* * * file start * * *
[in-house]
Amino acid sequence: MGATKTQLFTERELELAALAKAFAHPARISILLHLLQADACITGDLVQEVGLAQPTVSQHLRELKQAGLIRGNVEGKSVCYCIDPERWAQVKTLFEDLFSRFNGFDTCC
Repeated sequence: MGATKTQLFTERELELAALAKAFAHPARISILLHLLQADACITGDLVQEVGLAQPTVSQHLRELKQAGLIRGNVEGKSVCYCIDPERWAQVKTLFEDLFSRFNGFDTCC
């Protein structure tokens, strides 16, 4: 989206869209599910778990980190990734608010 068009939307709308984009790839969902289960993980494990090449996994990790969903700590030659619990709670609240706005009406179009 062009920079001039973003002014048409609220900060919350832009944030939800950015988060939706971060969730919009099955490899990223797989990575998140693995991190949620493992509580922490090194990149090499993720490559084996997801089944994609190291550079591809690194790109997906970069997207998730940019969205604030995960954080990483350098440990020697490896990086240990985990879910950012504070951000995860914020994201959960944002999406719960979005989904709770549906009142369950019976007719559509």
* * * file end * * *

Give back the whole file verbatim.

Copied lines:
[in-house]
Amino acid sequence: MGATKTQLFTERELELAALAKAFAHPARISILLHLLQADACITGDLVQEVGLAQPTVSQHLRELKQAGLIRGNVEGKSVCYCIDPERWAQVKTLFEDLFSRFNGFDTCC
Repeated sequence: MGATKTQLFTERELELAALAKAFAHPARISILLHLLQADACITGDLVQEVGLAQPTVSQHLRELKQAGLIRGNVEGKSVCYCIDPERWAQVKTLFEDLFSRFNGFDTCC
């Protein structure tokens, strides 16, 4: 989206869209599910778990980190990734608010 068009939307709308984009790839969902289960993980494990090449996994990790969903700590030659619990709670609240706005009406179009 062009920079001039973003002014048409609220900060919350832009944030939800950015988060939706971060969730919009099955490899990223797989990575998140693995991190949620493992509580922490090194990149090499993720490559084996997801089944994609190291550079591809690194790109997906970069997207998730940019969205604030995960954080990483350098440990020697490896990086240990985990879910950012504070951000995860914020994201959960944002999406719960979005989904709770549906009142369950019976007719559509």